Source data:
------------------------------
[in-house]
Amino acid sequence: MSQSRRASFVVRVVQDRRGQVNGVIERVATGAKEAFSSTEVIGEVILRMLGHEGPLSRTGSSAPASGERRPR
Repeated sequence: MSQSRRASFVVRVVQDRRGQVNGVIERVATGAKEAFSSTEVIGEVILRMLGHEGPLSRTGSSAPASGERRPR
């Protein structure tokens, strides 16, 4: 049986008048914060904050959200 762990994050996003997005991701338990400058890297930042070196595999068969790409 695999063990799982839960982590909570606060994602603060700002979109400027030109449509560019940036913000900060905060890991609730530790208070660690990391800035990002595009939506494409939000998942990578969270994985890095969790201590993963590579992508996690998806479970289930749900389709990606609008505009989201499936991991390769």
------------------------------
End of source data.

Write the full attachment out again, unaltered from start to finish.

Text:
[in-house]
Amino acid sequence: MSQSRRASFVVRVVQDRRGQVNGVIERVATGAKEAFSSTEVIGEVILRMLGHEGPLSRTGSSAPASGERRPR
Repeated sequence: MSQSRRASFVVRVVQDRRGQVNGVIERVATGAKEAFSSTEVIGEVILRMLGHEGPLSRTGSSAPASGERRPR
């Protein structure tokens, strides 16, 4: 049986008048914060904050959200 762990994050996003997005991701338990400058890297930042070196595999068969790409 695999063990799982839960982590909570606060994602603060700002979109400027030109449509560019940036913000900060905060890991609730530790208070660690990391800035990002595009939506494409939000998942990578969270994985890095969790201590993963590579992508996690998806479970289930749900389709990606609008505009989201499936991991390769």